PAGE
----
Aesop's Fables began as life lessons for adults and later turned to stories for children, but somehow one of them has turned into a reflection of my life. Similar to The Boy Who Cried Wolf, I've found myself repeating the same story, over and over again. Six years ago I promised my family that I'd be moving to Korea for "Only one year" which became two. I was confident I was done with Korea after that, but returned again in October of 2015 (and the few visits during my travels). My year in Andong wasn't an easy one, including heartbreak, injuries and issues at work, so when I left a year later it felt like a final goodbye. But, low and behold I was wrong again, I stopped by for a wedding last April and then was pulled back for the whole summer. Long story short, I met a boy, remembered how much I love teaching here, and still wanted to learn the language. 16 entry stamps later, I'm back again, and this time there's no expiration date on my stay.
When I left the United States, bound once again for Asia, I only had a few plans on the horizon. My best friend in Korea was celebrating a milestone birthday and an ex-coworker was getting married. Being free of commitments or schedules I told them both I’d be in attendance. I thought three weeks in Korea would give me some time to regroup after roaming around Thailand, get my plans in order for the next few months, maybe fit in a few workouts and even do some writing. Exactly none of that happened though. Instead, I transformed into a social butterfly and made sure to visit as many old friends as I could, without running myself too deep into the ground. After three weeks, ten cities and roughly 20 different reunions I was longing for a vacation, but it was all worth it.
Become friends with people who aren't your age. Hang out with people whose first language isn't the same as yours. Get to know someone who doesn't come from your social class. This is how you see the world. This is how you grow.
Being the Holiday season and all I thought I'd pay tribute to some of the great gift packages one may receive in Korea. Like this spam and canola oil number I received for Chuseok one year.
I had a somewhat crazy realization the other day while talking to some fellow travelers. We were all sharing our stories of where we come from, where we’ve been and where we may be going. I was telling my story as I normally do but then at one point talked about being ‘homesick’ rather than referencing my hometown of Wisconsin I found myself speaking of being homesick for Korea. You know the phrase "You don't know what you have till it's gone" well with travel this couldn't ring more true.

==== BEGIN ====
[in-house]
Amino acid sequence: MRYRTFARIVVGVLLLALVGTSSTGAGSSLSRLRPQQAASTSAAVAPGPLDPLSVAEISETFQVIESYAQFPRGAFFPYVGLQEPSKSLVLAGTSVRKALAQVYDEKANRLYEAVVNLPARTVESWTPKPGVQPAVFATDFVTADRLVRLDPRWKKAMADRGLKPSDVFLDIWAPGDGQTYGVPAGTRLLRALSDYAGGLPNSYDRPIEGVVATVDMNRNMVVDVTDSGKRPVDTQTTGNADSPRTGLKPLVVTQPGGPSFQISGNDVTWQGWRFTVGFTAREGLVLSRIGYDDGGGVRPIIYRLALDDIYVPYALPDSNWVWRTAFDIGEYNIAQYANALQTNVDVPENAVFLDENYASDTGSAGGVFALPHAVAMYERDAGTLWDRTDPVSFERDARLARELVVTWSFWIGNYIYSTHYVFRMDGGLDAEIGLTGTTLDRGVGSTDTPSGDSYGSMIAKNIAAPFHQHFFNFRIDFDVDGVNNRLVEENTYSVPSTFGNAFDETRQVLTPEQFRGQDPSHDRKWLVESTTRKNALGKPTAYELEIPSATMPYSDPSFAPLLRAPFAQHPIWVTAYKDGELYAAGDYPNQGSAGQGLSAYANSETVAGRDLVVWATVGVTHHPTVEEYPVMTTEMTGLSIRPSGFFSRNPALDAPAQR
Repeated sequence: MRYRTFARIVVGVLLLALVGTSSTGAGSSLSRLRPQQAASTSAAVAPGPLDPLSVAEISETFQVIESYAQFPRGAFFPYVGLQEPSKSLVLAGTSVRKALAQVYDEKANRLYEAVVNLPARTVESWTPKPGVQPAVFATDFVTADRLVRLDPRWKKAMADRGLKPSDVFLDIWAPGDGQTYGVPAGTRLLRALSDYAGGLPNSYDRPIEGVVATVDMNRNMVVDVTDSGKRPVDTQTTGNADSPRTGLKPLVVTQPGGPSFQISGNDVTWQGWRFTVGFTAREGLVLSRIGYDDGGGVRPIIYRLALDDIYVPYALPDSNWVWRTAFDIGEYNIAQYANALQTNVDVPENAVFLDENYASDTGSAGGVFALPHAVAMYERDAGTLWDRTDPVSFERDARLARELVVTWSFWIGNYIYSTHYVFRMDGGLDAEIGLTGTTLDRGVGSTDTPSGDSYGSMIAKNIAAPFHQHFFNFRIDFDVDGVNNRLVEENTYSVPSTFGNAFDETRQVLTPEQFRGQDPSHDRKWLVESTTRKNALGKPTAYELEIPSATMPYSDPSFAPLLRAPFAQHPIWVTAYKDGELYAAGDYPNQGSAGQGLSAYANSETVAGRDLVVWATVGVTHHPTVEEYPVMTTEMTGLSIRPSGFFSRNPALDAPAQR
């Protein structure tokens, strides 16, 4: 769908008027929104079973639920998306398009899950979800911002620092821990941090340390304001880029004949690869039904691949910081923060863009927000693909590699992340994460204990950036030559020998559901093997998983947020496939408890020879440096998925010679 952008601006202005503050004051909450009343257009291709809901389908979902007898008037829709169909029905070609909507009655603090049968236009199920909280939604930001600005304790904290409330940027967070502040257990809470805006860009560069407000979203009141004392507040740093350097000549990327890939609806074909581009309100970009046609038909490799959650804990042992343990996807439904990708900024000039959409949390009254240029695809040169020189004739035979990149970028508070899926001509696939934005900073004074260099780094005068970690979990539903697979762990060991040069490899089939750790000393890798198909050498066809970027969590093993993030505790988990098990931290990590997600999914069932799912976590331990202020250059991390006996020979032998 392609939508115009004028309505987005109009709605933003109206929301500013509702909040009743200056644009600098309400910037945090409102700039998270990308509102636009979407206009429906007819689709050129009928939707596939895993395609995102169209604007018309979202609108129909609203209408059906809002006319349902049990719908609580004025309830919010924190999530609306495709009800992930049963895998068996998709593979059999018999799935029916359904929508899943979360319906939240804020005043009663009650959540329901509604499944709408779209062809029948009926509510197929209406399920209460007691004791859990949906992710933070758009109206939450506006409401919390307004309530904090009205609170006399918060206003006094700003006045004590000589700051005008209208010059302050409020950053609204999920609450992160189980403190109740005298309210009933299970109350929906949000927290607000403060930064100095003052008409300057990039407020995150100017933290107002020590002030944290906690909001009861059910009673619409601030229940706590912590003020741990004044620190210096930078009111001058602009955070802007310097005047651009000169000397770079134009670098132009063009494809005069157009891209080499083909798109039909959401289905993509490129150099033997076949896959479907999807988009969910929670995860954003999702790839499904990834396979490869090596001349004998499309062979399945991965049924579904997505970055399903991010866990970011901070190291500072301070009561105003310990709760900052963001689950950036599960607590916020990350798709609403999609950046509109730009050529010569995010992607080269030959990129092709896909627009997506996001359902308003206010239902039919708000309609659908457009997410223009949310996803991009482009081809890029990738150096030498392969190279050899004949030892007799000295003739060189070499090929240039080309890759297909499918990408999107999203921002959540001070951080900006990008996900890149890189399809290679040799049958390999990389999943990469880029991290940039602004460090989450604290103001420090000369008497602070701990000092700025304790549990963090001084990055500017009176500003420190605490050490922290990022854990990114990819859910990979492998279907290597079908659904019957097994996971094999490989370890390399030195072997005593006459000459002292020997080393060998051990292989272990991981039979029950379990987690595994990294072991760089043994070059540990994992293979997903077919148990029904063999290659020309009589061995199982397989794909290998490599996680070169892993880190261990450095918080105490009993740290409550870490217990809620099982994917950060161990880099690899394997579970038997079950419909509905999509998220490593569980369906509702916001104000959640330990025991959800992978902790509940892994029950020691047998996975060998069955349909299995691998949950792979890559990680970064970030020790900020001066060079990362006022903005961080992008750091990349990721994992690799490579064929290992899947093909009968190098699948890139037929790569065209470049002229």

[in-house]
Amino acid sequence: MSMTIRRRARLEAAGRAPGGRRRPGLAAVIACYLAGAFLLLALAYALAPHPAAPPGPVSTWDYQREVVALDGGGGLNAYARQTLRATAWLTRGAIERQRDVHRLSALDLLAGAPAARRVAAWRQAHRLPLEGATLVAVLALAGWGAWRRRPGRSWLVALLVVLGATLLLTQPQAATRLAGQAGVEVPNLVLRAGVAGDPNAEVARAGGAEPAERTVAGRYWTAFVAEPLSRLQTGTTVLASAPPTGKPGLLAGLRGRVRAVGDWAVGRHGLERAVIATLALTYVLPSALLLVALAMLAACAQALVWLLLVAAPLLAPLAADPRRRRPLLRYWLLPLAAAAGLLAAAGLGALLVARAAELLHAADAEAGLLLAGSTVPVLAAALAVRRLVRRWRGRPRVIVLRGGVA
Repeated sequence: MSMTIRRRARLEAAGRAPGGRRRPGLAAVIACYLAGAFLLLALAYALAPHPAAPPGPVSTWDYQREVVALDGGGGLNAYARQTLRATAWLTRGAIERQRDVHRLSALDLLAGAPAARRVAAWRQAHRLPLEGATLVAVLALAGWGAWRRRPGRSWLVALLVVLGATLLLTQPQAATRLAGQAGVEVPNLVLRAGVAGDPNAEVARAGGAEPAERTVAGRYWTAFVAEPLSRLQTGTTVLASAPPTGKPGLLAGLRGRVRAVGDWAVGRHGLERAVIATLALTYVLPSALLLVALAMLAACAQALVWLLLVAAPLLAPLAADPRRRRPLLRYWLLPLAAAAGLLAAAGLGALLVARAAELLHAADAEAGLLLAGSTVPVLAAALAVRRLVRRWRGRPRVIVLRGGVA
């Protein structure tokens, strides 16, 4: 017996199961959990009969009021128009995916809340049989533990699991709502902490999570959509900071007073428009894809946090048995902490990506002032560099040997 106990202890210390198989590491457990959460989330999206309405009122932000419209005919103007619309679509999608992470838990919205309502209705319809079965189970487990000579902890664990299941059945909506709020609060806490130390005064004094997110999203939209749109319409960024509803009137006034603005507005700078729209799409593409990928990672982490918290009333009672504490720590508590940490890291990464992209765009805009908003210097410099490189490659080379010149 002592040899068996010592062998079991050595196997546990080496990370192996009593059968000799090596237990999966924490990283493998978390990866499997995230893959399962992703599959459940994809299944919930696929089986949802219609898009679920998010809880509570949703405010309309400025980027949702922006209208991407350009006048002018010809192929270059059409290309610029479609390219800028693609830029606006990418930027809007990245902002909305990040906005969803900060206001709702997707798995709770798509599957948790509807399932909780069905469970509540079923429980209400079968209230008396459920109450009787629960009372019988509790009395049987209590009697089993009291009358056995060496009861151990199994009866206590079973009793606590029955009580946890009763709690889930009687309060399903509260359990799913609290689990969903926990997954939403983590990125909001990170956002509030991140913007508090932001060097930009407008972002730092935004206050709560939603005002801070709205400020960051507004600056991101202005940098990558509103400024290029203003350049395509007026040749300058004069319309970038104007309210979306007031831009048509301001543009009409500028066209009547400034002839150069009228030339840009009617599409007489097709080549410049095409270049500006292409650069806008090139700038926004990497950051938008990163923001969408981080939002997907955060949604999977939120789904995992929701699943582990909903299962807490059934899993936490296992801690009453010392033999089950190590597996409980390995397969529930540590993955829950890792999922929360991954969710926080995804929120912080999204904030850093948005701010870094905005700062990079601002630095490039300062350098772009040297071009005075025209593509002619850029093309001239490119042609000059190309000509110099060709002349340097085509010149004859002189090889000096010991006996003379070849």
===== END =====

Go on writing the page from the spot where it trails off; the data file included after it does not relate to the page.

As I go from one country to the next I’m constantly building friendships, adapting to a new way of life and discovering new foods. As I become accustomed to these things they’re suddenly ripped away when I decide it’s time to move on and experience yet again another country. Sure, I only have myself to blame for the constant movement I must endure, but that doesn't make saying goodbye any easier.
The clock in our office included a row marked "D-Day" and finally yesterday it reached 0. I'm sure most of you are confused and curious as to what i'm referring to. Yesterday was THE day, at least for the third grade high school students (seniors), it was the day that would decide their fate. You think I'm kidding? It may sound a bit extreme but trust me...
Yesterday, 660,000 students sat down to take the 9 hour college entrance exam (think ACT/SAT), hoping their years of arduous study would pay off. The results of the exam significantly impact the students future, used as the determining factor for college admissions, thus affecting their future jobs, it's a big deal.
"The most crucial test seen as a deciding factor in an applicant's choice of college and subsequent career" ~ The Korean Herald
I could not be happier to be free from the dorm living and cafeteria food. Although I made some great friends at orientation and am now miles away from them I am confident that I will keep in touch and see those that mean something to me. The last few days of orientation were more of the same, lectures about how to be a good teacher and survive in this country and more bland, not too authentic Korean food. The last lecture my class had was a short Taekwondo class and it was probably one of my favorites. The instructors were awesome and you could tell they really appreciated us being here to teach. I really underestimated how grateful a majority of the country is that we are coming here to teach. I hadn't thought about it as being a big deal but the more I realize this the happier I am that I'm here.